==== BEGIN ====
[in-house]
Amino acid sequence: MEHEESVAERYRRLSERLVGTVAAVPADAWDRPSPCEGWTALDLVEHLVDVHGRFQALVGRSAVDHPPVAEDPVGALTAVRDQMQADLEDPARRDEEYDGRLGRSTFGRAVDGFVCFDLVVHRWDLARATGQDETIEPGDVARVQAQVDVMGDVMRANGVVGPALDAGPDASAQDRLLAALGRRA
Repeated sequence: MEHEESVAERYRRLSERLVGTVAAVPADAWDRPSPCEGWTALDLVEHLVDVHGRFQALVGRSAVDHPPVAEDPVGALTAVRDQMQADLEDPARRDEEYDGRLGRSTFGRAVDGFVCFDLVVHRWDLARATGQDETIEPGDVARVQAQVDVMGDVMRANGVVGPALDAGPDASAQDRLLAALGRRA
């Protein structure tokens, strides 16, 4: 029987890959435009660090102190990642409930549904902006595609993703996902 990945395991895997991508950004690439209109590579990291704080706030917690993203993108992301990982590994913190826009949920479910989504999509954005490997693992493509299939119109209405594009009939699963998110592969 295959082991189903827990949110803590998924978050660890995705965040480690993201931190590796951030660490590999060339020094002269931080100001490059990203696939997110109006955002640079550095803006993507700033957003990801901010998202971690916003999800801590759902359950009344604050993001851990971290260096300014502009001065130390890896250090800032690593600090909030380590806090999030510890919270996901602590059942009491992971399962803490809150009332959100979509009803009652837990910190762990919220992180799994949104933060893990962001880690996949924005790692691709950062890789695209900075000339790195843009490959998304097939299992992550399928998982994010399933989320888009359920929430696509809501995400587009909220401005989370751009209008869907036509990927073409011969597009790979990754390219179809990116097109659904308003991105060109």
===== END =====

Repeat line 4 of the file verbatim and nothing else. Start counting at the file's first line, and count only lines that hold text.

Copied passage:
């Protein structure tokens, strides 16, 4: 029987890959435009660090102190990642409930549904902006595609993703996902 990945395991895997991508950004690439209109590579990291704080706030917690993203993108992301990982590994913190826009949920479910989504999509954005490997693992493509299939119109209405594009009939699963998110592969 295959082991189903827990949110803590998924978050660890995705965040480690993201931190590796951030660490590999060339020094002269931080100001490059990203696939997110109006955002640079550095803006993507700033957003990801901010998202971690916003999800801590759902359950009344604050993001851990971290260096300014502009001065130390890896250090800032690593600090909030380590806090999030510890919270996901602590059942009491992971399962803490809150009332959100979509009803009652837990910190762990919220992180799994949104933060893990962001880690996949924005790692691709950062890789695209900075000339790195843009490959998304097939299992992550399928998982994010399933989320888009359920929430696509809501995400587009909220401005989370751009209008869907036509990927073409011969597009790979990754390219179809990116097109659904308003991105060109």